Senator Grassley appears to be taking his cue from President Obama’s Syrian “Red Line” in moving the nomination of Judge Brett Kavanaugh for Associate Justice of the Supreme Court through the Senate Judiciary Committee. Obama laid down a marker for President Bashar al-Assad if he used gas against fellow Syrians, which Obama subsequently disregarded. How did that turn out?
In December 2016, I posted about the fact that we had started giving our cat chemotherapy for his small-cell lymphoma. It seemed to work for a while, but in November 2017, it seemed to be failing. Joey, our cat, was starting to lose weight. He had been about 16.5 pounds (which was, admittedly, too much) before he got sick, but in November it was down to about 15.5 pounds, but, more important, he was vomiting a lot.
Hoover Institution fellow Marko Kounalakis talks about western journalism being in decline. With fewer foreign correspondents, international bureaus and stringer networks from US and other western news organizations around the world, the non-Western, often state-run media outlets from countries like China and Russia are filling in the gaps, growing rapidly and broadly.
Renewing Indigenous Economics Forum talk by James A. Robinson Professor, University of Chicago, on Why Indian Nations Fail on Monday, September 24, 2018 at Stauffer Auditorium, Hoover Institution, Stanford University.
Modern America is sharply polarized, battered by political furies and divided as never before. Moderation is disappearing, we are told, as Americans increasingly shun people of different views. We are split between hostile groups, each with its own TV networks, fast-food chains and sporting apparel — Fox News vs. MSNBC, Chick-fil-A vs. Chipotle, Under Armour vs. Nike.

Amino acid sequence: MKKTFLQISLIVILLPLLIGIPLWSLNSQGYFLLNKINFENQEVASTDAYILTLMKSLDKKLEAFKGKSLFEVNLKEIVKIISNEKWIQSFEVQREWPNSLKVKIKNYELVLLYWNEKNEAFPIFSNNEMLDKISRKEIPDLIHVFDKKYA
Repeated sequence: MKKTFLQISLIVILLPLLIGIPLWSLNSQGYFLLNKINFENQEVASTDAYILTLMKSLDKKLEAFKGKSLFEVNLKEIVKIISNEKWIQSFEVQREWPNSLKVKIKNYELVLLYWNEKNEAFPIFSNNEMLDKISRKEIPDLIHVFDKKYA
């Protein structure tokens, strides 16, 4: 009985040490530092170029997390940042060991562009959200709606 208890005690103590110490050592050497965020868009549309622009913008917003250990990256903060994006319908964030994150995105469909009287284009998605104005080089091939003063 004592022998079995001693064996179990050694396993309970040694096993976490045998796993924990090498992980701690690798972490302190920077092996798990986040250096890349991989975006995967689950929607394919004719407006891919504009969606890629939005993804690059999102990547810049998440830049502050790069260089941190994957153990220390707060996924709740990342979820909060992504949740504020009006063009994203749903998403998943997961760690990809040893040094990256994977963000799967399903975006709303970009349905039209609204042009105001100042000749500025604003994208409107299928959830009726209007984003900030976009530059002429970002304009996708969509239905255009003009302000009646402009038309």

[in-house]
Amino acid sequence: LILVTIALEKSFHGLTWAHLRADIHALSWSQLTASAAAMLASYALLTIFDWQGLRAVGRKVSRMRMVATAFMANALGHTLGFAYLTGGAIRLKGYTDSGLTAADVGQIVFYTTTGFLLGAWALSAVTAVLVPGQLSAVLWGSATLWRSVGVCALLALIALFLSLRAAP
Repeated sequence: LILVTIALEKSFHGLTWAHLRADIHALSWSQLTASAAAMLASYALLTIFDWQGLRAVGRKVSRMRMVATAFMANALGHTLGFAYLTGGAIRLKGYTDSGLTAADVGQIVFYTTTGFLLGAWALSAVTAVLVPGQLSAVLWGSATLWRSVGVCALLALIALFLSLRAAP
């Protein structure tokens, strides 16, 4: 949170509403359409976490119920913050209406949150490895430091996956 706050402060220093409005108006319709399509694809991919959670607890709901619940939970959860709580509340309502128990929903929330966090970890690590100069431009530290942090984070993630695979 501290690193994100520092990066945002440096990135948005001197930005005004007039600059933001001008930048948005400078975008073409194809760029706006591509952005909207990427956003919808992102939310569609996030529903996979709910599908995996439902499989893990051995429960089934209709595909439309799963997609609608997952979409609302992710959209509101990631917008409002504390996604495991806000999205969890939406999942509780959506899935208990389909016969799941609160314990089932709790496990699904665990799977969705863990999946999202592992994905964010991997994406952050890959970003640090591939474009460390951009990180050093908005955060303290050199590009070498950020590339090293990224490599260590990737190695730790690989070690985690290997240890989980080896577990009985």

Certainly, Qianlong made a serious blunder in choosing not to do business with the British. Because of a trade imbalance with the Chinese, the British started a lucrative opium business. The opium trade caused a flowback of silver and deep-rooted socioeconomic problems in China. You might blame the emperor’s arrogance but he did not have a global view, as his “world” was confined to China and its tributary system. In the end, China was greatly humiliated in the two Opium Wars.
The Democrats’ current attack on Judge Brett Kavanaugh obviously recalls their failed assault on Clarence Thomas, who has gone on to a distinguished career as an intellectual leader of the Supreme Court.
Stanford will celebrate the arrival of the first cohort of Knight-Hennessy Scholars on Saturday with Day One, an orientation program designed to introduce the students to each other and to the unique experiences that await them through its global leadership program.
In an unannounced visit yesterday sponsored by the John Sloan Dickey Center for International Understanding at Dartmouth College, Secretary Mattis spoke to Professor Michael Mastanduno’s Government 54 class (US Foreign and Military Policy), as well as Dartmouth veterans from the college and graduate schools, members of ROTC and the War & Peace Fellows of the John Sloan Dickey Center for International Understanding.